... people. If Thomas Gordon had been a man like Robert Williamson I shouldn't have waited to see your Kilmeny. But they are all right—rugged and grim, but of good stock and pith—native refinement and strong character. But I must say candidly that I hope your young lady hasn't got her ...
— Kilmeny of the Orchard • Lucy Maud Montgomery

... the multiplication tables and then simple arithmetic; and General Knowledge out of "The Child's Guide to Knowledge," which asked you "What is sago?" and required you to reply by heart, "Sago is a dried, granulated substance prepared from the pith of several different palms." "Where are these palms found?" "These palms are found ...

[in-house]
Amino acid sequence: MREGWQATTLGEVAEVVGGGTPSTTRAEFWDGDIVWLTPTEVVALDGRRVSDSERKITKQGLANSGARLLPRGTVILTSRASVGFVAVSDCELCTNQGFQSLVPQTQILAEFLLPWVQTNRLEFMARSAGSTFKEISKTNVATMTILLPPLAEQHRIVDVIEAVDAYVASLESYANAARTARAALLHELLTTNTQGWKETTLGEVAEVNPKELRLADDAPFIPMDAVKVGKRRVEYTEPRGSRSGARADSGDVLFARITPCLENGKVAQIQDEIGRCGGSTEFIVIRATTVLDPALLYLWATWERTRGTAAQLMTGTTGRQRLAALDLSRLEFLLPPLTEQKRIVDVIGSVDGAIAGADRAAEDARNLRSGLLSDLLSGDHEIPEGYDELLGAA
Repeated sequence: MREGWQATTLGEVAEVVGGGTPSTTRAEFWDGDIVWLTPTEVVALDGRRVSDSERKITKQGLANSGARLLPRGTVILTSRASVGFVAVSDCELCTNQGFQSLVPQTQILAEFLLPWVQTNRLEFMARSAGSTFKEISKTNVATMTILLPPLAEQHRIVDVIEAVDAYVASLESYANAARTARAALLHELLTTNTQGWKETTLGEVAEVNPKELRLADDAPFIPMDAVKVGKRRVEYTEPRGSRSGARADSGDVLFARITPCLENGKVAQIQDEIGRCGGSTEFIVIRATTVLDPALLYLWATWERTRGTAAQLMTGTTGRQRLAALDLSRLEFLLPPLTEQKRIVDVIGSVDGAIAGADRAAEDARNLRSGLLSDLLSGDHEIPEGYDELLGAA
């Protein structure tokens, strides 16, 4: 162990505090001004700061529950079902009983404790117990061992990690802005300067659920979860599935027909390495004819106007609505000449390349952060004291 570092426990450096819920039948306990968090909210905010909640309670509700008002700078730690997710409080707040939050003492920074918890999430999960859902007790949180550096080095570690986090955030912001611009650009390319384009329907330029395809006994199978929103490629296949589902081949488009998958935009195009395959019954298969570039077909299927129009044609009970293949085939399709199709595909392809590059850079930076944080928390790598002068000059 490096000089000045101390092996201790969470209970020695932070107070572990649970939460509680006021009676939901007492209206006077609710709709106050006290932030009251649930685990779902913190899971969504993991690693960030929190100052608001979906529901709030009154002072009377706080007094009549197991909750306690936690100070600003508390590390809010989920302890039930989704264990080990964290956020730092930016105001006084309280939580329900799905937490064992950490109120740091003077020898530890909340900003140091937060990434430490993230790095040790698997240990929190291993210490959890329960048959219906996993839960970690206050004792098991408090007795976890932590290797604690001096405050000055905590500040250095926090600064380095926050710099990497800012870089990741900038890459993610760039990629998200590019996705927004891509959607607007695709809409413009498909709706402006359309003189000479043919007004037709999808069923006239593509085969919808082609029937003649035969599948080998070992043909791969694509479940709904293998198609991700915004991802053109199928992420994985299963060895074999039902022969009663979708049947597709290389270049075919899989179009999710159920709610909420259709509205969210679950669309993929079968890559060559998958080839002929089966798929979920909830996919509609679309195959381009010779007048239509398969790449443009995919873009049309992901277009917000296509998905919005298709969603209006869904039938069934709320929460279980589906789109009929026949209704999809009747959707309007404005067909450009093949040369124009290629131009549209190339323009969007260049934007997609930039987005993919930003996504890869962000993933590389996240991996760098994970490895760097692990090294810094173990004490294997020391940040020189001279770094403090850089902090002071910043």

— This Freedom • A. S. M. Hutchinson

... old methods of the explorer are still the best. Simply equipped with an elephant-rifle and a pith helmet, let him plunge into the bush and be lost to sight for a few years. Whereas the Missing Link may be relied on to remain resolutely beneath his rock at the sight of a sort of a Lord Mayor's Show wandering among the vegetation, the ...
— Punch, or the London Charivari, Vol. 159, November 3, 1920 • Various

... her appearance inspired me with terror and disgust. Since the days when I had known her at Pasean, nineteen years of misery, profligacy, and shame had made her the most debased, the vilest creature that can be imagined. She told us her story at great length; the pith of it might be ...
— The Memoires of Casanova, Complete • Jacques Casanova de Seingalt

... this interesting fragment needs no elaborate explanation: it contains the pith of Agur's practical philosophy in the form of an exhortation to renounce honour, glory, the esteem of men, &c., if we possess legitimate claims to such, and still more if we have none; the acquisition ...